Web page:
• Robert Spicer

Resolving workplace disputes

The Government recently published its Response to the Consultation on Resolving Workplace Disputes. In it, the Government indicated a clear message that the employment law system needed a radical overhaul;

“For it is clear that the system is not working as originally intended and is often not a positive experience for either employer or employee.”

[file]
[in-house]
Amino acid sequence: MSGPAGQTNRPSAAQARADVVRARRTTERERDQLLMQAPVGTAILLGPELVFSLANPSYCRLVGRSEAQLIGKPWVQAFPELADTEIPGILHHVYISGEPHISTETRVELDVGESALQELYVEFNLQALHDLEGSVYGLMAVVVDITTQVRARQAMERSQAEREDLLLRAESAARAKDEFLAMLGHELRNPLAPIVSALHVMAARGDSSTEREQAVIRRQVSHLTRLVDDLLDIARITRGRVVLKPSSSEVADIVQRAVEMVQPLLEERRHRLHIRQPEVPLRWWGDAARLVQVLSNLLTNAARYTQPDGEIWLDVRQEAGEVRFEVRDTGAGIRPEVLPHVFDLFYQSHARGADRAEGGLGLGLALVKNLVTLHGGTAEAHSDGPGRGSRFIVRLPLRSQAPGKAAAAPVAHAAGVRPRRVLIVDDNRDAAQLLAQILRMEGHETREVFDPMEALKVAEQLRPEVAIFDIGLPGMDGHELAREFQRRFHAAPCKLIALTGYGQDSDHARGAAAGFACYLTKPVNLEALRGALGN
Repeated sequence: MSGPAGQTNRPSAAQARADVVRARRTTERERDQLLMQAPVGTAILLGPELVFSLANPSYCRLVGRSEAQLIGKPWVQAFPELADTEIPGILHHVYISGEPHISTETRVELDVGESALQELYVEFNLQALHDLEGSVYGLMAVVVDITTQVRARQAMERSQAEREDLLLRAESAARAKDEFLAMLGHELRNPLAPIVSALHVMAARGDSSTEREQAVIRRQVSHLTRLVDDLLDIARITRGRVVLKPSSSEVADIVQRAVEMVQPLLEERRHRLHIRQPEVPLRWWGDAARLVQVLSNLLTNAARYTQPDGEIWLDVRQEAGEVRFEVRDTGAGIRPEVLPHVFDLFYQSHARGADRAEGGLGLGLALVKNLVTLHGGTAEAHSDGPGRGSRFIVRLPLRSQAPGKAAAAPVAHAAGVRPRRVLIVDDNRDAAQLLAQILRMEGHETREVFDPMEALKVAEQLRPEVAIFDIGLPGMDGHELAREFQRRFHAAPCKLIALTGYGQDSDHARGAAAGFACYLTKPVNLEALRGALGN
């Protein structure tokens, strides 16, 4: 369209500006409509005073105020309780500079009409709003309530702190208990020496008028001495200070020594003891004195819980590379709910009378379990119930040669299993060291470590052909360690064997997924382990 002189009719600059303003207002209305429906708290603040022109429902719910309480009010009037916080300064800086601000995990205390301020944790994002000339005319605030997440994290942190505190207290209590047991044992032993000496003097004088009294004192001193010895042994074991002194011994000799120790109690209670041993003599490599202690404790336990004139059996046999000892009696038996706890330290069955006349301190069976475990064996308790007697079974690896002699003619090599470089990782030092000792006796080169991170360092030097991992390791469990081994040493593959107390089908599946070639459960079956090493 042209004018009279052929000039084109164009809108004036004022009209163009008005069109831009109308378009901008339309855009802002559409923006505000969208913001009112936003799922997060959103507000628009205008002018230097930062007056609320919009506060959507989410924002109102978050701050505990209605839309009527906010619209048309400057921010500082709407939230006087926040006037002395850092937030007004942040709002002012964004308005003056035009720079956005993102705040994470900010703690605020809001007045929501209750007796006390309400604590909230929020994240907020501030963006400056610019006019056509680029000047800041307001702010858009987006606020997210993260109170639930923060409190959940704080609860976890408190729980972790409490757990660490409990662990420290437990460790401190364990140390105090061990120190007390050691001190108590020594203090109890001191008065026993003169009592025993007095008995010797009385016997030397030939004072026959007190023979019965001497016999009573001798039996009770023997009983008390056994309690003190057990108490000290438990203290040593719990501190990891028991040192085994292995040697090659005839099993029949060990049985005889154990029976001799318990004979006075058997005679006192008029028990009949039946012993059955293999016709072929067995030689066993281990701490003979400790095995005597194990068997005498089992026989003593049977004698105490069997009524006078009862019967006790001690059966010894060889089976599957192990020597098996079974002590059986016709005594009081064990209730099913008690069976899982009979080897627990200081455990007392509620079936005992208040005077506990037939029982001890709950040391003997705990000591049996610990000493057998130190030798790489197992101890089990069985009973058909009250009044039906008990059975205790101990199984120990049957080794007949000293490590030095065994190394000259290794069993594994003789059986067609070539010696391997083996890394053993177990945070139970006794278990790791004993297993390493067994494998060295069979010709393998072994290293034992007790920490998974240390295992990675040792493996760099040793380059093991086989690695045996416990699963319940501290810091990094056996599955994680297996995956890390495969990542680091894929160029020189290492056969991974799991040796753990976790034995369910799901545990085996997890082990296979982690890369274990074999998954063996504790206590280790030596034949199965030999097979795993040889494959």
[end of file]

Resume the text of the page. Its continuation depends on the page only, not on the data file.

Quite what the Government were thinking when they made that statement is beyond comprehension – Often not a positive experience… Going beyond the insinuation that there are some employees and employers who positively relish employment tribunals, the statement appears immensely ignorant. Of course it’s not a positive experience; neither is being dismissed unfairly, being victimised, being discriminated against, being made redundant. Life revolves around one’s work, when that relationship is damaged it shakes us to the core – for both employees and employers. The idea that employment tribunals are intended to be this happy place of mediation and agreement is absurd; too much is at stake. If the issues were resolvable between the parties, they would have done so way before the law got involved. And that is the worrying point that comes from this – this paradox between “resolving workplace disputes” and the focus on conciliation. Employment law should be viewed as family law; a nasty, deeply unpleasant experience for all those involved, which has only come to light because of the inability to agree.

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